TEDxUSF Speakers Encourage Audience Members to Live Limitlessly
TEDxUSF speakers spoke of surviving cancer, turning adversity into positive change, and noninvasive ways of diagnosing and treating neurological disorders.
One by one, six TEDxUSF speakers took the Marshall Student Center Ballroom stage on Wednesday night to share stories from their own lives — and to challenge members of the audience to live theirs differently.
TED, short for technology, entertainment and design, is the nonprofit behind the popular TED Talks series, in which speakers share cutting-edge ideas, or as the organization’s popular tagline goes, “ideas worth spreading.”
TEDx is a program of local, self-organized events. This is the fourth year USF has presented TEDxUSF.
Presented by the USF Center for Leadership and Civic Engagement, the theme of this year’s TEDxUSF was “Limitless,” an adjective speakers used to describe everything from the possibilities after surviving cancer to alternative ways of organizing our society.
“I refuse to be limited by something that may or may not happen,” said Marleah Dean Kruzel, PhD, the first speaker of the evening, who recounted her mother’s battle with breast cancer and her own experiences since testing positive for BRCA2, a genetic mutation that increases one’s risk for the disease.
“I choose to embrace uncertainty and, like my mother, make the best decisions with the information I have at that time.”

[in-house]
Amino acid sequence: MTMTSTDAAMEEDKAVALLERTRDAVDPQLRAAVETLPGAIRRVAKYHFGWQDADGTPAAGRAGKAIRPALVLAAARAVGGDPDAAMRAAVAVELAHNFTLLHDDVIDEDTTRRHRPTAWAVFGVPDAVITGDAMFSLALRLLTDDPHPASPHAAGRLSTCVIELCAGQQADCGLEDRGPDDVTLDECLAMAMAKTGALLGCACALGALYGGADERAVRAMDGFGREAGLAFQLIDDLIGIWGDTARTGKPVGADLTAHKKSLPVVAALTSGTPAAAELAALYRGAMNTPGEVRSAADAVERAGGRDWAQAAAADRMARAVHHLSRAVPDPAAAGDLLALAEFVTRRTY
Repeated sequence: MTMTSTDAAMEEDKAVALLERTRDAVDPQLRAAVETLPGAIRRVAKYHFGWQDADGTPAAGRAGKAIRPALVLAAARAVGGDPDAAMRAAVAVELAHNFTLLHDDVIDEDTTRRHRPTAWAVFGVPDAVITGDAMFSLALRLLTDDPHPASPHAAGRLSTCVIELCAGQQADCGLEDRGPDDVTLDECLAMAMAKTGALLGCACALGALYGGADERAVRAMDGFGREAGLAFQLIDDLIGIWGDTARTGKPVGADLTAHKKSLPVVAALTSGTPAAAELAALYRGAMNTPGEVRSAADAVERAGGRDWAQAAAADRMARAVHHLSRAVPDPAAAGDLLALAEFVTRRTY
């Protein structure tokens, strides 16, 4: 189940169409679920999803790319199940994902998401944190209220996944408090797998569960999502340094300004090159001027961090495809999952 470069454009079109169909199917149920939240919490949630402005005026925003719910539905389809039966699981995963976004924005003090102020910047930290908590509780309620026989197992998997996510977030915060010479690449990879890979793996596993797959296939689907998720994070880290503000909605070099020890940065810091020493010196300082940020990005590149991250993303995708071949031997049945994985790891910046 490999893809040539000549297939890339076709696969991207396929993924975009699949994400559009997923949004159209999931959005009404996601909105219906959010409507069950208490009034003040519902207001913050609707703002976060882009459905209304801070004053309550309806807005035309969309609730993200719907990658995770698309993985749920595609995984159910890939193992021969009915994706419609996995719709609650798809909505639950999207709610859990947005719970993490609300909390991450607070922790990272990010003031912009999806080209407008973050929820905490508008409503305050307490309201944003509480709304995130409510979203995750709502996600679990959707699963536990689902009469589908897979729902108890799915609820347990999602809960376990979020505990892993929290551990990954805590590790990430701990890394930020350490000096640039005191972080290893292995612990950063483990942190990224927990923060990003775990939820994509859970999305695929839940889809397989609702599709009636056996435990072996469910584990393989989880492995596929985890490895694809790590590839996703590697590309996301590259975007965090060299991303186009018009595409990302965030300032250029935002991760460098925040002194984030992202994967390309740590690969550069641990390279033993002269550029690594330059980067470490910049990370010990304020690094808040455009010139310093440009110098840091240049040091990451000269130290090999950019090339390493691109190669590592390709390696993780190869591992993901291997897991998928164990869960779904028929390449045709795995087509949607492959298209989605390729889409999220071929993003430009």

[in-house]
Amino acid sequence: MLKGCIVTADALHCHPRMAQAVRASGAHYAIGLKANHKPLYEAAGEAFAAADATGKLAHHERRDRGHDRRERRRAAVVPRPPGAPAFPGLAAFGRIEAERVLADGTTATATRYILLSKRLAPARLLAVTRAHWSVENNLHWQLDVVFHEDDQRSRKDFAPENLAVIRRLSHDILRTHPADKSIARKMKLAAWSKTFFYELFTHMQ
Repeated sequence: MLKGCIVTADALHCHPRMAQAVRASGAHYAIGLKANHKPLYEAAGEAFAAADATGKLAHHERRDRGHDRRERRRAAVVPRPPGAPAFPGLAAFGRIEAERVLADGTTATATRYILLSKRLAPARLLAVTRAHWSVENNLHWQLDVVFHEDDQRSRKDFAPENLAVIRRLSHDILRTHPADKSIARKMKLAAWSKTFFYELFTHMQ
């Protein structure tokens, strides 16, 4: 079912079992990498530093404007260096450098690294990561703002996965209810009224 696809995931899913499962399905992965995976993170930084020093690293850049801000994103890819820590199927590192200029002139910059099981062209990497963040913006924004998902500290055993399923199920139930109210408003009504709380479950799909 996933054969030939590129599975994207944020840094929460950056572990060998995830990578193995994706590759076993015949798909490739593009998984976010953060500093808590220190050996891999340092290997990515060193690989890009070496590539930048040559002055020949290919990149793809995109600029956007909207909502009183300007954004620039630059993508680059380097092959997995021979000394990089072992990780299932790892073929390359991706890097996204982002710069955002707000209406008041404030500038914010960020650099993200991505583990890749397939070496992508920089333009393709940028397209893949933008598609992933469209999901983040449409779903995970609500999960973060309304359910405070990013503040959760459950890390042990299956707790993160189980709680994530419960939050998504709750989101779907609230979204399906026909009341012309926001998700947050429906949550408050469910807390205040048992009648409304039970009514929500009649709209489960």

Dr. Kruzel, who as an 8-year-old child imagined breast cancer as “a snake swallowing bits of my 38-year old mother,” is an assistant professor of health communication at USF, studying the communication that takes place between patients, health care providers and families about hereditary breast and ovarian cancer.
Patients who carry gene mutations for these types of cancer feel uncertainty about their health and their future ability to have children. To manage their uncertainty, they seek out information and try to create a plan of action, Dr. Kruzel explained.
“Seeking, organizing and utilizing information makes them feel safe, empowered and in control,” she said.
“But the magic solution doesn’t exist. Testing positive for BRCA makes us realize that we are only certain about uncertainty … Life is uncertain, and it is in the uncertainty that we learn and grow.”
Dr. Kruzel offered members of the audience her advice for coping with the uncertainties of life.